“Always Measure one Level Deeper” – Advice on Performance Measurements

Recently I stumbled on a nice piece called “Always Measure One Level Deeper” by John Ousterhout, from Communications of the ACM, July 2018. https://cacm.acm.org/magazines/2018/7/229031-always-measure-one-level-deeper/fulltext. The article is about performance analysis, and how important it is to not just look at the top-level numbers and easy-to-see aspects of a system, but to also go (at least) one level deeper to measure the components and subsystems that affect the overall system performance.

It is important to understand and actually explain what is going on, to be suspicious of the numbers, and to look at a problem from multiple angles before coming to any conclusions. John lists a few principles and mistakes, that I can hear echo an old favorite set of debugging principles (the nine indispensable rules for finding problems). An underlying theme in both sets of guidelines is to look at what is going on with an open mind and with as few assumptions as possible. That is a very important part of good debugging and analysis.

The guidelines in the article are split into common mistakes and rules to follow. It starts with the mistakes:

Mistake 1: Trusting the numbers – performance measurement code is as likely to be buggy as other code, and you should really make several independent measurements from different angles and using different fundamental counters/tools.

Mistake 2: Guessing instead of measuring – this aligns with the debug rule “Stop Thinking and Look”. Basically,  the way to analyze the system is to measure it first, and then to try to understand what is going on.  Guessing without information or with incomplete information is not going to help. Also, if you are not sure what is going on or what the root cause of a behavior is – admit as much and don’t guess to sound smart.

Mistake 3: Superficial measurements – measure one level deeper! Look for the bottlenecks, understand the behavior of the components, find out what affects scaling. Little understanding is gained from measure just the top-level time or resource consumption.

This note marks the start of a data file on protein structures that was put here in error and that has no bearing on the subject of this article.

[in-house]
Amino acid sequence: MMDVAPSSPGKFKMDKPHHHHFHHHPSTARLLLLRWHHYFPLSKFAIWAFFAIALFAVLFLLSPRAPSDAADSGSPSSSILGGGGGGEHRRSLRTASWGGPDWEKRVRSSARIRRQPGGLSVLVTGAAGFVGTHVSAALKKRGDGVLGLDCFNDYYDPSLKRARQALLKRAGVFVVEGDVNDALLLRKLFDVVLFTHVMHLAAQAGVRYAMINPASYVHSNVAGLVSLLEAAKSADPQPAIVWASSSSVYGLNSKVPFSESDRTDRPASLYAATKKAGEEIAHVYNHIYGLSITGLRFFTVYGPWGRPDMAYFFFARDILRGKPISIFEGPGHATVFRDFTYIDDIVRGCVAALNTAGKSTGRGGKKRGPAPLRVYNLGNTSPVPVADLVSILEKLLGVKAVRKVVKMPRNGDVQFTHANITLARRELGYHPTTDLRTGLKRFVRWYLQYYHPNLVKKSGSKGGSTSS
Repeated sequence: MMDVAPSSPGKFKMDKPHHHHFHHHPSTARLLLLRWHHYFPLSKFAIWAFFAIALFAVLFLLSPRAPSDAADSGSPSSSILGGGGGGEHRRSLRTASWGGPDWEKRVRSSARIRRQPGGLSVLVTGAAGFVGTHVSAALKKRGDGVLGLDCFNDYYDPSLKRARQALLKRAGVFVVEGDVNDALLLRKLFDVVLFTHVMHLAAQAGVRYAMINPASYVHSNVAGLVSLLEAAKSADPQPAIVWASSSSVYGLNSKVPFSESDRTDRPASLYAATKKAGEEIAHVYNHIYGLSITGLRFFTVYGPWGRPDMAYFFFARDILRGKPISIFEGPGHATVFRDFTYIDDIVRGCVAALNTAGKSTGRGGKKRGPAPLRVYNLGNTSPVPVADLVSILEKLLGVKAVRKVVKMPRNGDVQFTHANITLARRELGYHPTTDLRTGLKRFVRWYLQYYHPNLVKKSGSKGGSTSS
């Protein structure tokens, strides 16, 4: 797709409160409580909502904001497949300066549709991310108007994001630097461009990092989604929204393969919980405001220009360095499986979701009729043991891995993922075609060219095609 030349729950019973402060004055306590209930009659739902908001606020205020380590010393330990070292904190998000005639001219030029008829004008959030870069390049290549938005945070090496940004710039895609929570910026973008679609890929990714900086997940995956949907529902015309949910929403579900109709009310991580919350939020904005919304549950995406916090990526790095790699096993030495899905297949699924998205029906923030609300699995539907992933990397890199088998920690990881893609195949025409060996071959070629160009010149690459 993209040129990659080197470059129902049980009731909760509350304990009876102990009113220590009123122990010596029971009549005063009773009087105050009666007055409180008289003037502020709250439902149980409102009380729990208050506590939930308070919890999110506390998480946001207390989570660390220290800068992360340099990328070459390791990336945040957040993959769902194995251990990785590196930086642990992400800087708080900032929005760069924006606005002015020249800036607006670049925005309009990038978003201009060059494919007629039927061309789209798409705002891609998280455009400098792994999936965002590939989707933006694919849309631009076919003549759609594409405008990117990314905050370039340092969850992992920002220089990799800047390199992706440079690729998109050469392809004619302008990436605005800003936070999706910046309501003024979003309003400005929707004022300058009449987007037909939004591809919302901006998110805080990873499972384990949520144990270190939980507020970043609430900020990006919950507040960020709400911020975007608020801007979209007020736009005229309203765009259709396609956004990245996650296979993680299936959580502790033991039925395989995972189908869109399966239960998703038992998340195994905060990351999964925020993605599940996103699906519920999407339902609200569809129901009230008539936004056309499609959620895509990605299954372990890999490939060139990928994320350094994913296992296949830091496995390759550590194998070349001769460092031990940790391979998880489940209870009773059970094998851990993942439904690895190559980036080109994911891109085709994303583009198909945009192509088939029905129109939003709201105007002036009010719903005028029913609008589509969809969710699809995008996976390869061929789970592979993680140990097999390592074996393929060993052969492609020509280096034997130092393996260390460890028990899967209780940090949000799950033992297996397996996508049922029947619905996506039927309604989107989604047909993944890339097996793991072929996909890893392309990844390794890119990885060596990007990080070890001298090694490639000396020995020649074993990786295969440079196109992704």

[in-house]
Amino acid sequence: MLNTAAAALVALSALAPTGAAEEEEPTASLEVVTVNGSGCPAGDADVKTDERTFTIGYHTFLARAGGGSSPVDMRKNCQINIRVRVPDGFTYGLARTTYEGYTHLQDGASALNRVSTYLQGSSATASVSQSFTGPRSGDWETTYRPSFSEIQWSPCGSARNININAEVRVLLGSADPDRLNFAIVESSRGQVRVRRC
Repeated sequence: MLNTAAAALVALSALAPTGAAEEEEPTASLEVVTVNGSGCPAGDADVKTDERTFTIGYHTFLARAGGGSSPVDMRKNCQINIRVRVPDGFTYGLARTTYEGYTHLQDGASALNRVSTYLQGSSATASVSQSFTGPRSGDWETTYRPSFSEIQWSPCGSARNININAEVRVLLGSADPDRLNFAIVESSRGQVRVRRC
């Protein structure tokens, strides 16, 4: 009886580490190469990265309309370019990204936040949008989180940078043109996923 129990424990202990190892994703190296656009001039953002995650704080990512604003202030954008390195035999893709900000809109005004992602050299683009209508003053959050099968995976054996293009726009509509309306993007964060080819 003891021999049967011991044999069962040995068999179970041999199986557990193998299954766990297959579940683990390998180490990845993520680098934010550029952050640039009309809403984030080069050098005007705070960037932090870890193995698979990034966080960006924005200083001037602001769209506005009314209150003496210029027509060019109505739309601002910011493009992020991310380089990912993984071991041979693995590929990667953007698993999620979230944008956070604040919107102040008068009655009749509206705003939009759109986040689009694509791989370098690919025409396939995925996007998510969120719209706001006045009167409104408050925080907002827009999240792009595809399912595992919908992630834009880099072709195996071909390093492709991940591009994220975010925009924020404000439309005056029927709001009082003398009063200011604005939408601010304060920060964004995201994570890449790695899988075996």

This description of typical behavior sounds very familiar, unfortunately:

[Mistake 3] Superficial measurements are often combined with Mistake 1 (Trusting the numbers) and Mistake 2 (Guessing instead of measuring); the engineers measure only top-level performance, assume the numbers are correct, and then invent underlying behaviors to explain the numbers.

Mistake 4: Confirmation bias – as in all aspects of life and science, confirmation bias affects performance investigations as well. When measuring a new system or a change to a system, you are likely to select test cases and benchmarks that make the system look good and that confirm that it was a good idea to do the work that was done. Not the test cases that expose weaknesses.  The key is to overcome confirmation bias, and make sure to find tests that will expose and explore the truth of the system behavior (I wrote about this attitude to testing previously) – it also agrees with the debugging principle of “make it fail”.

Mistake 5: Haste – performance measurement takes time and cannot be added as an afterthought to a project. It has to be planned and allowed to take time, in order to add real value. I have not thought much about this myself,but it makes sense.

Positive rules:

Rule 1: Allow lots of time – the inverse of haste. It might takes months to fully understand a new software system’s performance behavior.

Performance analysis is not an instantaneous process like taking a picture of a finished artwork. It is a long and drawn-out process of confusion, discovery, and improvement.

Rule 2: Never trust a number generated by a computer – kind of the inverse of mistake 1. Do not assume that the numbers that come out of measurements are correct, and corroborate them by measuring the same thing from different angles. Run simulation experiments (which is something I definitely like, see for example this blog post on how simulation models can help improve the performance of a real system) and do ballpark estimates to see if the numbers make any sense at all. I really like this quote from the article, as it resonates with how I try to work myself:

Above all, do not tolerate anything you do not understand. Assume there are bugs and problems with every measurement, and your job is to find and fix them. If you do not find problems, you should feel uneasy, because there are probably bugs you missed. Curmudgeons make good performance evaluators because they trust nothing and enjoy finding problems.

Rule 3: Use your intuition to ask questions, not to answer them – this is a very good rule for all debugging and testing, not just for performance measurements. It is also how “real science” is done – form a hypothesis and perform measurements and experiments to see if it is correct or not.

Rule 4: Always measure one level deeper – to understand the observed system behavior at one level, you have to measure the level below it. This is the idea expressed in the title of the article, and it is really the most powerful insight in the article. Part of this is to also look at more than simple averages – the data has to be examined and understood.  Are there are outliers, scattered values all over the place, or a nice smooth distribution?

The full article is recommended reading!


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